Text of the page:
No 815 The 7th Day
Joseph Nicéphore Niépce attached a sheet of silver nitrate-coated paper on the back of a camera obscura (lat. camera "Chamber"; obscura "dark") and placed it on the window of his office. He named this experiment Retina. After several days of exposure, he opened the camera and pulled the sheet of paper out. At places with higher light incidence the silver nitrate became darker. The result was a negative photograph in which a reduced and inverted image of what was in front of the window could be seen.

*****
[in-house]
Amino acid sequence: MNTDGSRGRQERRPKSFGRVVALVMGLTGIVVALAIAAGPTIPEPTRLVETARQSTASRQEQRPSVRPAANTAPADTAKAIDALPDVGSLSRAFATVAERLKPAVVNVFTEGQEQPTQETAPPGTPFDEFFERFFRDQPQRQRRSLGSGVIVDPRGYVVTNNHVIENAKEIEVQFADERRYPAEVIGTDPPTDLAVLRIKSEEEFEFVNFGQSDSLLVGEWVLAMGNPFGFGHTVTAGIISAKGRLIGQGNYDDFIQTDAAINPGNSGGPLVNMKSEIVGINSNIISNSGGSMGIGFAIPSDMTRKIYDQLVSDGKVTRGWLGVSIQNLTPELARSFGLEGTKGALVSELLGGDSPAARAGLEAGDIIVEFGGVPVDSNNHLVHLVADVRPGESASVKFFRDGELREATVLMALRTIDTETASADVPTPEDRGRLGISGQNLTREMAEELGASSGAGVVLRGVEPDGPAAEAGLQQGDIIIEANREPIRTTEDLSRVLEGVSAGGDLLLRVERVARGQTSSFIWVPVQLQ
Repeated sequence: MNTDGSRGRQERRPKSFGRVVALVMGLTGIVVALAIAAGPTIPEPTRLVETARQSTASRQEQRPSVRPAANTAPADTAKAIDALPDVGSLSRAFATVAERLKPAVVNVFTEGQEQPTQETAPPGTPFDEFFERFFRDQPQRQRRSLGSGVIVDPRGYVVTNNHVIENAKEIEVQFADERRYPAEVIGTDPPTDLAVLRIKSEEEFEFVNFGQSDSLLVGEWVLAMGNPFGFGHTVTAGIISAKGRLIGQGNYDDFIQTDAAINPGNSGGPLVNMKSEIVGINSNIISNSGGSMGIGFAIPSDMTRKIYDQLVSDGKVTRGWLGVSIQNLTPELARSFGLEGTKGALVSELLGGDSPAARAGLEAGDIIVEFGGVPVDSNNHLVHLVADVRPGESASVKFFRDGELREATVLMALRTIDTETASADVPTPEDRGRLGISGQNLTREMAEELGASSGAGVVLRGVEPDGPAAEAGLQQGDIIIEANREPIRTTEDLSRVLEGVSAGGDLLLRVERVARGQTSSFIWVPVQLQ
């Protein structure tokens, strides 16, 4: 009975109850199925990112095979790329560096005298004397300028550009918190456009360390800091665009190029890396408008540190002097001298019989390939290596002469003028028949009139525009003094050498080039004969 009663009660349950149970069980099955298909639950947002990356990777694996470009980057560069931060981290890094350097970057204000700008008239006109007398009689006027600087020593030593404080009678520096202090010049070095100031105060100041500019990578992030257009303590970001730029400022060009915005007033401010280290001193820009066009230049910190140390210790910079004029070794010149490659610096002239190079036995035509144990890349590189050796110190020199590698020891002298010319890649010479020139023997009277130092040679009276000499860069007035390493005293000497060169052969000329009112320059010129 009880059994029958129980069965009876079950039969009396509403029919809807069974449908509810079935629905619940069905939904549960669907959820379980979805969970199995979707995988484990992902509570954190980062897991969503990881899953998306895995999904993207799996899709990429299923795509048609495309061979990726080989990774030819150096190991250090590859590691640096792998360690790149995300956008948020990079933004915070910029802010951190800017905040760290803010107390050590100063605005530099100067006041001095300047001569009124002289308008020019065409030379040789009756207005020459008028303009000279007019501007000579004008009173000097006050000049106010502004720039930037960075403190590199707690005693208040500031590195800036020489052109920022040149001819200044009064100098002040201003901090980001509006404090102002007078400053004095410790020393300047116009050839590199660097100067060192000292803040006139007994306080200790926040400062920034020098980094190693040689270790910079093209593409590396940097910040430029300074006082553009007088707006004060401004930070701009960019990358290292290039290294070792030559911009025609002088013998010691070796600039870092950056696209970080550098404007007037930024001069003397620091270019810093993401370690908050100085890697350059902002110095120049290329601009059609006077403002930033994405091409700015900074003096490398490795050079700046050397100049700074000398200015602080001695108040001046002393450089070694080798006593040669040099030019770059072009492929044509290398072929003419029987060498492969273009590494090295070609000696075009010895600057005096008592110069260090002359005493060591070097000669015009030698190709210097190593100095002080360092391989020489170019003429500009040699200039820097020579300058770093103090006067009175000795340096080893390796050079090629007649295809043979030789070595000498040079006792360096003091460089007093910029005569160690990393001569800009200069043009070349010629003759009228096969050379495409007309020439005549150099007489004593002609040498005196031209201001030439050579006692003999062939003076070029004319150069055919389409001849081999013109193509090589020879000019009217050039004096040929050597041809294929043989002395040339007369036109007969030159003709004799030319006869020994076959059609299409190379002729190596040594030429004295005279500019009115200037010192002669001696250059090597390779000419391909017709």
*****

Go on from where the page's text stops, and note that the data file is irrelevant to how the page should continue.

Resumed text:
To his disappointment, he was forced to watch how the negative disappeared when he opened the camera. Because of the ongoing exposure the silver nitrate became darker and darker. His frustration had to be enormous. He held the first photography of the world in his hands and found no way to fix it. The time became an element for him, characterized by slowness and transience. The project -the 7th Day- is dedicated to Niépce's first non-fixed photography. Equipped with a pinhole camera (photocamera), the participants of the project take their time to create something that is subject to chance. On the seventh day of the exposure time, a magical moment arises when the camera is opened, which Niépce must have felt in May 1816. One holds a photograph in one's hands, in which the unmoving is clearly visible and the moving is only briefly and indistinctly recognizable. In contrast to Niépce, however, today we have the possibility to fix the negatives with the help of modern technology. You send it to me, I scan it and convert it to positive. During scanning, the negative is destroyed by the continuous light bar, but it is digitized and stored. Afterwards, the images are loaded into the archive. Since 2012, this has included several thousand images of participants from all over the world. Each participant
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